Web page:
Candlestick charts have been used in Western trading for many years and are a very popular method of plotting the price action of a given security over time. A typical candlestick chart is composed of a series of bars, known as candles, which vary in height and color.
The color of each candle depends on the price action of the security for the given day. An unfilled candle, shown on the left, is created when the opening price is lower than the security's closing price.
Each bar can represent a minute, day, week or even month, but the chosen time frame does not influence the color of the candle. A hollow bar will always be created when the close is higher than the open. This type of candle shows buyers were in control of the security because the price was able to rise over the period, but this does not provide enough information to predict what will happen next.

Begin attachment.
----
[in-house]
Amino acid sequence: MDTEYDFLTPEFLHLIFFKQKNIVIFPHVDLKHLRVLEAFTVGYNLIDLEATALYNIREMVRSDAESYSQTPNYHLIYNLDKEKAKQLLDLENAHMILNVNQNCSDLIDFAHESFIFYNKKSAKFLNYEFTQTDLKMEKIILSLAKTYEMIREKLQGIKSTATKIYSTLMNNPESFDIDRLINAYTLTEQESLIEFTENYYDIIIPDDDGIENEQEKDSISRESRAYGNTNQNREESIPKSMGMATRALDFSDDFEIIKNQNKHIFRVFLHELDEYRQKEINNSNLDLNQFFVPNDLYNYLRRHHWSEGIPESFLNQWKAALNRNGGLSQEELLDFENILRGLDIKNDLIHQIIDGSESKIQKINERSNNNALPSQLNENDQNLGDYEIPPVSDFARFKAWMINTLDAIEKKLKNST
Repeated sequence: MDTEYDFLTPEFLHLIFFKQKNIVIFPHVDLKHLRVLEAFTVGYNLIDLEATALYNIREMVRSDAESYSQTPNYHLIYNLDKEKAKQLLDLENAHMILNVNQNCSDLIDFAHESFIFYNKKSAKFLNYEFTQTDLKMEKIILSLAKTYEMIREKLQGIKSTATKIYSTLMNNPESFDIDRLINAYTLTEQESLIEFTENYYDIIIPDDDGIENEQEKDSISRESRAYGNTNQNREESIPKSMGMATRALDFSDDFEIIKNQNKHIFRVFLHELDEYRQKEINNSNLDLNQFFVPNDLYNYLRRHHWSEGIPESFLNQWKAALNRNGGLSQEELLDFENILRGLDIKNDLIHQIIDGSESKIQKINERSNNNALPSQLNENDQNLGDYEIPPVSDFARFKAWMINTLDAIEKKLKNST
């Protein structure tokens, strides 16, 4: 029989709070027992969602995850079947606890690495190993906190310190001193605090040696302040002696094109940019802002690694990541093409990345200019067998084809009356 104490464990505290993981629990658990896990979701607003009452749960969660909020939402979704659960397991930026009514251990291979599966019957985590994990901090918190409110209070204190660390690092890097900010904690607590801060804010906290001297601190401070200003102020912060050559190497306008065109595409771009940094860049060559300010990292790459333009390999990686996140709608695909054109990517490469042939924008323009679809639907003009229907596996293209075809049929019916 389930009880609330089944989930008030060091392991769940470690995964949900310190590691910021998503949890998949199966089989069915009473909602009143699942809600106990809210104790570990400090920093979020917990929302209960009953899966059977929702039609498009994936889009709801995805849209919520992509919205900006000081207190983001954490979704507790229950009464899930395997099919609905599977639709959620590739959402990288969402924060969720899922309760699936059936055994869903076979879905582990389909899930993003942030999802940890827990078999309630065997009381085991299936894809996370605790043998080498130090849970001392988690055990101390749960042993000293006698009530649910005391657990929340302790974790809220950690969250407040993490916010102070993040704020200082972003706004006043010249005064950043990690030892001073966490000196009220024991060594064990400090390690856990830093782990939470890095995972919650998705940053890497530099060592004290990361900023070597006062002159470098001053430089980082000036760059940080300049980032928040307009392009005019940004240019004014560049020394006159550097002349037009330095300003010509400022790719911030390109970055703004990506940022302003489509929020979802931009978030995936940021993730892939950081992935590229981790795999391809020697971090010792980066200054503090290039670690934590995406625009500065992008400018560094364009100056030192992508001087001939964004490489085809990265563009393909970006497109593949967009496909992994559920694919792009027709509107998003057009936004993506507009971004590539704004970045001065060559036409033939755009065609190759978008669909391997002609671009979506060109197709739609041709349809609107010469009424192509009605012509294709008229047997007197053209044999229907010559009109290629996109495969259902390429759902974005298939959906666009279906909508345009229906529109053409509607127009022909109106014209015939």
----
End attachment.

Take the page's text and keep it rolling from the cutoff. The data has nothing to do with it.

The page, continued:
A filled bar, usually red, is created when a security's closing price is below the price at which it opened. This bar shows the asset traded downward for the period and that the bears are in control.
Any color can be chosen to create any candlestick, but regardless of the color used to outline an unfilled bar, it is always used to represent a period where the price rose. In the figure above, we chose blue. And the color of the filled bar, usually red though not always, is used to illustrate periods where the price declined.
For more on this technique, see "Candlestick Charting: What Is It?"